Was the appeasement of Nazi Germany by Britain and France ever anything more than an attempt to buy time?
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Was the appeasement of Nazi Germany by Britain and France ever anything more than an attempt to buy time? The policy of appeasement, which both Britain and France took toward Nazi Germany and it's expansionist aims during the late 1930s, is one of the most controversial and criticised foreign policies in history. Appeasement policy has been given short shrift by historians and the public alike since the 1930s, with the general consensus being that if Britain and France would have taken a harder line against the Nazi's then Hitler's aggressive policy could have been checked. However, the view of appeasement has not been totally one sided. Many revisionist historians have arrived at the view that appeasement was necessary for both Britain and France as a way of buying time for rearmament so that they would militarily be able to oppose Nazi Germany. This essay will closely look at that viewpoint to correctly assess whether that was one of the chief aims of appeasement. Firstly it is apt to actually define what appeasement actually was. Appeasement was the policy of satisfying Hitler's demands by making certain concessions in order to avoid conflict. But was this policy motivated by ideology, the actual view that it was the morally right and just policy to follow, or was it, as the question prompts, merely a front to buy more time?
The incoming Germans numbered approximately 60,000, yet the Army General Staff reported to the French government that in addition to that figure there were further 235,000 paramilitaries.3 Public opinion was also against intervention, as Bell states; "the almost unanimous view of the press on 8 March and the following days was to renounce the idea of war, or action of any kind."4 France was politically fragile at this time, with temporary government being lead by a widely renowned weak leader, Albert Sarraut. Any action taken would deem to be unpopular, especially as 1936 was an election year in France. This sets the scene for future French appeasement. The reaction of Britain to Hitler's remilitarisation of the Rhineland was indifference, and further highlights Britain's disinterest at this time in European matters, and as with the French the public and the press showed little interest in conflict with Germany over what was seen as 'their own back garden'. The remilitarisation of the Rhineland has been pointed out as being the key moment in European relations in the 1930s. Geoff Layton states that it was "the decisive turning point in European International Relations"5 in that it provided Hitler with a first real triumph of his Foreign Policy and it showed to him that Britain and France would not oppose Germany by force.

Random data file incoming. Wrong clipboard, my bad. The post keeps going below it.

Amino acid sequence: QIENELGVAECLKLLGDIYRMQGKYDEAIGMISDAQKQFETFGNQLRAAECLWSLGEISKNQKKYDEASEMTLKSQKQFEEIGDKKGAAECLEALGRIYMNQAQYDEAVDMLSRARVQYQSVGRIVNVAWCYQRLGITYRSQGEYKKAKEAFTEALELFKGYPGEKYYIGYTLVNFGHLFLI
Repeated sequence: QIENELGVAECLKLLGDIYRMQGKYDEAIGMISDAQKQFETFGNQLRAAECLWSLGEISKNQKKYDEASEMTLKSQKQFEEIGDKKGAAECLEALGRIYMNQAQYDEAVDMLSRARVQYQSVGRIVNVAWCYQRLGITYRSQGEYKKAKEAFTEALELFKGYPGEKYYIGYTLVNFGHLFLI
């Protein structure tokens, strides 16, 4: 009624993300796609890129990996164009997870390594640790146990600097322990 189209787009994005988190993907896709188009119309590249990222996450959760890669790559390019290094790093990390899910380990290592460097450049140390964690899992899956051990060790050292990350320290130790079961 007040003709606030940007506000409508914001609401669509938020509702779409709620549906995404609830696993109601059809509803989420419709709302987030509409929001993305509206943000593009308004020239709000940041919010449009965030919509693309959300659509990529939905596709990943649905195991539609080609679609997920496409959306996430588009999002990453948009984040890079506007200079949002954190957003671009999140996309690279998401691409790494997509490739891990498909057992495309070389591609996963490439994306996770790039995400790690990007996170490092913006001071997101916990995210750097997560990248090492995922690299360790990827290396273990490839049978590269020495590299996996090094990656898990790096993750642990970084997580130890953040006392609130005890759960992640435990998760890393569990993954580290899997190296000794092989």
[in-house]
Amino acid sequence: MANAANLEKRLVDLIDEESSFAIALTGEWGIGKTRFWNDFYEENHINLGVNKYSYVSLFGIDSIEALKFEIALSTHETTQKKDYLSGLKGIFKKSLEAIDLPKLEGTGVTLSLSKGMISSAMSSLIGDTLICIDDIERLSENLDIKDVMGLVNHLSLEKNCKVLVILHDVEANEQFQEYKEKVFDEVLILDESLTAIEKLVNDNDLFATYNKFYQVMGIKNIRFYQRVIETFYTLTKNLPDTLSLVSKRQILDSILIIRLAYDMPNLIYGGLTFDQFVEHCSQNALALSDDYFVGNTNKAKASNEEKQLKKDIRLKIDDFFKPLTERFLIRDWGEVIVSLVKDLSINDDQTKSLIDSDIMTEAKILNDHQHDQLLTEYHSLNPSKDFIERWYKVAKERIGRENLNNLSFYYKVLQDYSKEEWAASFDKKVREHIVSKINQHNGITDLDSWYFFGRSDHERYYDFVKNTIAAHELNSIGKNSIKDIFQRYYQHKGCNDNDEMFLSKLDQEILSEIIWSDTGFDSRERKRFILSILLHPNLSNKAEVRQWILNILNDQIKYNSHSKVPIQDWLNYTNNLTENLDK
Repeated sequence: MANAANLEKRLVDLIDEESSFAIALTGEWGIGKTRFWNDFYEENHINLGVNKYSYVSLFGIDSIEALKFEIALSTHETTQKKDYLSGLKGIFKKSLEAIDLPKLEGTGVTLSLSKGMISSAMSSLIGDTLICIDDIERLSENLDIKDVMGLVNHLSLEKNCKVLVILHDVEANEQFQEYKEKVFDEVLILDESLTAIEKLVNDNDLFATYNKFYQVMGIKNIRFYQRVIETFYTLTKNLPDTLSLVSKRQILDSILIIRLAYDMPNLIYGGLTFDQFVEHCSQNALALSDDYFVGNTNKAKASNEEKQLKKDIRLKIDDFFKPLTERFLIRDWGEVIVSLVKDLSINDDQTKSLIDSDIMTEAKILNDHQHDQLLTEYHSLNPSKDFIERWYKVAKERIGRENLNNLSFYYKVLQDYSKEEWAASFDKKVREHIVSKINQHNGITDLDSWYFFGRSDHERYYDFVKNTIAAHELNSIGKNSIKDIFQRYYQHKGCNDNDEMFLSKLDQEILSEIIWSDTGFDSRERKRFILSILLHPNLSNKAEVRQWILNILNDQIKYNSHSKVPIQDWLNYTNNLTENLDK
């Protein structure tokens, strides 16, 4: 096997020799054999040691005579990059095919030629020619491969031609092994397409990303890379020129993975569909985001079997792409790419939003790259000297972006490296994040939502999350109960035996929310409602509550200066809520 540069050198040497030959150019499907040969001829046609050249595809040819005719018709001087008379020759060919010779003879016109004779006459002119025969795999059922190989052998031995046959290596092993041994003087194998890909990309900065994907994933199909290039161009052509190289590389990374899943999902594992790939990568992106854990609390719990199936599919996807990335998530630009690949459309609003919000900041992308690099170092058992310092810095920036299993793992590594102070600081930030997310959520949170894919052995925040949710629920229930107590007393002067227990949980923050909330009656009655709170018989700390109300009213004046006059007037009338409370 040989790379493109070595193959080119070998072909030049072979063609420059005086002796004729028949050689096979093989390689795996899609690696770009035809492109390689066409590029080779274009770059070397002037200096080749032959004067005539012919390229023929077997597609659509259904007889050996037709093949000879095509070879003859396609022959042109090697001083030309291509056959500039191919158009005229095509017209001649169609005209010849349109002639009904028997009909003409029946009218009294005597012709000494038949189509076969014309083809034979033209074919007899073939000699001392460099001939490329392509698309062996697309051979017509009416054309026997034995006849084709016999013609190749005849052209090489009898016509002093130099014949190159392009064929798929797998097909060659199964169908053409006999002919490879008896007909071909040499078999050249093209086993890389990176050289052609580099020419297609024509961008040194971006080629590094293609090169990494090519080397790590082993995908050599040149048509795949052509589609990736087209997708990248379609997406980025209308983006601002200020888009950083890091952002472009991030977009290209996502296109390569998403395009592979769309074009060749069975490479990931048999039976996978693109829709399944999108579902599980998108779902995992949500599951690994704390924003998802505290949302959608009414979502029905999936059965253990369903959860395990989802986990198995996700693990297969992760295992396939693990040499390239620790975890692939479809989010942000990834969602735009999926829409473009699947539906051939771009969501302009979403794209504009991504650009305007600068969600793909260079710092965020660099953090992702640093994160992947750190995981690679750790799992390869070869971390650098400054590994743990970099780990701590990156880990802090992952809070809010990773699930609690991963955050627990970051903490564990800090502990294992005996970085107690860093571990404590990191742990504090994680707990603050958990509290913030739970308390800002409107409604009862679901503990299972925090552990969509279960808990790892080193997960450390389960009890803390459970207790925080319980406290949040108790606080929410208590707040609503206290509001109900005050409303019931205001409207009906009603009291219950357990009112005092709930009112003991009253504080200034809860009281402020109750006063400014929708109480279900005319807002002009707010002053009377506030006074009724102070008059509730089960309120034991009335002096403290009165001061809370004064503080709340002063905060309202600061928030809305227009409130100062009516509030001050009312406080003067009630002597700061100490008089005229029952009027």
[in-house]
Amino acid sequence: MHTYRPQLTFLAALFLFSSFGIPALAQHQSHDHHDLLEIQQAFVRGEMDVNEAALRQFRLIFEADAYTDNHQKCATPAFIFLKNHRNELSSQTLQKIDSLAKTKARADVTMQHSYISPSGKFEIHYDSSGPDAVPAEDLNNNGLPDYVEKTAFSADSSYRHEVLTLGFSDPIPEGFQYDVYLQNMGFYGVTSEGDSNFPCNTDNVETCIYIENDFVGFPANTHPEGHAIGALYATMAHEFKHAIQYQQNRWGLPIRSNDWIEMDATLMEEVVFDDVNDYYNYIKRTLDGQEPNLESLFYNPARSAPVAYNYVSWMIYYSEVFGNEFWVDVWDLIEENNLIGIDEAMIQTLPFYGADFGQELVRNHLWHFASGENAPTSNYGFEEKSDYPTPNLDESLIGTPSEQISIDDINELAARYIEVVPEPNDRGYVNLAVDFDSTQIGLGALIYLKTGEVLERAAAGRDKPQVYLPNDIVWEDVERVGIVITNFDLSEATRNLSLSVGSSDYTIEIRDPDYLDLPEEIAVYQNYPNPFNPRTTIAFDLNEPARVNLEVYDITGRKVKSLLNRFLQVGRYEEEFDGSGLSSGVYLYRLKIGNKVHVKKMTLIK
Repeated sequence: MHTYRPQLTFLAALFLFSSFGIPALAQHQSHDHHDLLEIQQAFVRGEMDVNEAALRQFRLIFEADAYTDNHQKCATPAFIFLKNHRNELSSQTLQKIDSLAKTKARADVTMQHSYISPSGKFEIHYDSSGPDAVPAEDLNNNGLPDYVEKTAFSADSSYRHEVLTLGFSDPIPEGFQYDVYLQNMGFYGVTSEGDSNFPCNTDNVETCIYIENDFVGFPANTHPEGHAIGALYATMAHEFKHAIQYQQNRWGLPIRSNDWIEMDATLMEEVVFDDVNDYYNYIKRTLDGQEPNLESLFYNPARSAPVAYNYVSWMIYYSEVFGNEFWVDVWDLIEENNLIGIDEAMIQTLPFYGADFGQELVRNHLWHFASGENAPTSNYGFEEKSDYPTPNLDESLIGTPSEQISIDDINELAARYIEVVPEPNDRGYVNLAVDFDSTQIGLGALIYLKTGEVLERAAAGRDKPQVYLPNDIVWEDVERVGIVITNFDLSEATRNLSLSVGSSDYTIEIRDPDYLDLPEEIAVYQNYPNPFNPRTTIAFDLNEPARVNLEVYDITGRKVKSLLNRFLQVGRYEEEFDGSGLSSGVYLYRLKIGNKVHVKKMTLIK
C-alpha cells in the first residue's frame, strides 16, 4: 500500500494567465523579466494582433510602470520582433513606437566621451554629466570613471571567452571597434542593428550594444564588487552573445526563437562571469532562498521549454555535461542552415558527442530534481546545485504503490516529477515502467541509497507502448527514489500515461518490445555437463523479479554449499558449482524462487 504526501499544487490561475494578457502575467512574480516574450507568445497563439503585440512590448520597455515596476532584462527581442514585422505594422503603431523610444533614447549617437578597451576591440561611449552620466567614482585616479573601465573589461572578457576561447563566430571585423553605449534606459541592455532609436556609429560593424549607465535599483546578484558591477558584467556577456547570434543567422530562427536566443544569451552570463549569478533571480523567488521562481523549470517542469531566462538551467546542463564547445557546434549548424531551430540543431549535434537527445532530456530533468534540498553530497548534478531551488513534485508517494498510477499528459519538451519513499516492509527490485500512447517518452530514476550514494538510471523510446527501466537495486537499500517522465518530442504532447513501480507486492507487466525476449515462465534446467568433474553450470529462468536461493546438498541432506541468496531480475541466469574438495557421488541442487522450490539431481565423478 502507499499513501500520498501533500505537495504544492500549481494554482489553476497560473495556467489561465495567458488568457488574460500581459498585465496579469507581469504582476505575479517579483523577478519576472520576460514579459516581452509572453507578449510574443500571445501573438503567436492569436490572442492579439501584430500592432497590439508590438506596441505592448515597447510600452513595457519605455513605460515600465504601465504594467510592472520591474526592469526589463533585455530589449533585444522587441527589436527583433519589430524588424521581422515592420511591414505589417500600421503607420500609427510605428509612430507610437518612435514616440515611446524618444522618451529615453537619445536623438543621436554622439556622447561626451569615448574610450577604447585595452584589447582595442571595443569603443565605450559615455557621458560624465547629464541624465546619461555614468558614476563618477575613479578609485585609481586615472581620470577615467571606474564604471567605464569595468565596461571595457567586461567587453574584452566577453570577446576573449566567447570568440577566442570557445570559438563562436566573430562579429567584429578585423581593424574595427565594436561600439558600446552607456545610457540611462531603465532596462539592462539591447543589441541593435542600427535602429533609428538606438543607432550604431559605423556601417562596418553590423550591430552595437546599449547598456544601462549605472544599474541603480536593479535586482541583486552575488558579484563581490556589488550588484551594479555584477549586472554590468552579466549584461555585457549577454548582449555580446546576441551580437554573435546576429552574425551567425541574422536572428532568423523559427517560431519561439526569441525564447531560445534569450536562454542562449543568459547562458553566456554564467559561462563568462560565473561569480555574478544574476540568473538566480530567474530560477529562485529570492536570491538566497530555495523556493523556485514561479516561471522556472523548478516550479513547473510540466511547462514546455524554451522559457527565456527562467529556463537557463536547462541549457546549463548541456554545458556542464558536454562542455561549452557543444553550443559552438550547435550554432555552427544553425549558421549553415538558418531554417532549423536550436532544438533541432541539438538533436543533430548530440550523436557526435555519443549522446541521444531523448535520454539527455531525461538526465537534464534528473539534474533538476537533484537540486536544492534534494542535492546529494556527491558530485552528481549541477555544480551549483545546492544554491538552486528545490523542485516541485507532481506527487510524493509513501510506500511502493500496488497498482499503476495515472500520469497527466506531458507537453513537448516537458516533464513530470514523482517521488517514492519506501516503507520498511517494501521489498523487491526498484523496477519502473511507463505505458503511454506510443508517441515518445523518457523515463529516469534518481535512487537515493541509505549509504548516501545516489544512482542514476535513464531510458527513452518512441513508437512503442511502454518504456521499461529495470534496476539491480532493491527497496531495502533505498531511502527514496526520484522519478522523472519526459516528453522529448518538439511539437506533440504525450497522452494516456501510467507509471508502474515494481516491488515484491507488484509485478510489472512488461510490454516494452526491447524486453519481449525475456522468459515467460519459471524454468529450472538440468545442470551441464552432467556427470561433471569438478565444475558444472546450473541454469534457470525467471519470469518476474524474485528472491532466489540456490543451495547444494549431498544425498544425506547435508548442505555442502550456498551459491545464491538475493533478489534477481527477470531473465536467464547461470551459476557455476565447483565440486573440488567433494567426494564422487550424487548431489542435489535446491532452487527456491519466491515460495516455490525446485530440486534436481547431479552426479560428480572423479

The fear of German attack was foremost in the minds of the British politicians, and because of which the RAF was virtually given unlimited funds with which build up the air force, again this was further backed up by over estimates of the Luftwaffes strength. In conclusion, it would have to be said that the question of appeasement just being simply a policy with which to buy time is wrong. Appeasement started off with the clear aim to avoid conflict and preserve peace in Europe. It was only after Munich in 1938 that it also became a tool with which to buy time with which to build up military strength. However with that view in mind, it can also be said that appeasement was a failure. The time it bought for France wasn't enough, hence Germany's easy victory over her neighbour in 1940. Yet the opposite could be said for Britain, appeasement allowed the RAF to build up it's strength, with which it was able to defeat the Germans in the Battle of Britain. The time appeasement bought for the British aided it's survival, as the champion of appeasement Neville Chamberlain said in a letter to his sister in 1939: "they [the Germans] could not make nearly such a mess of us now as they could have done, while we could make much more of a mess of them.
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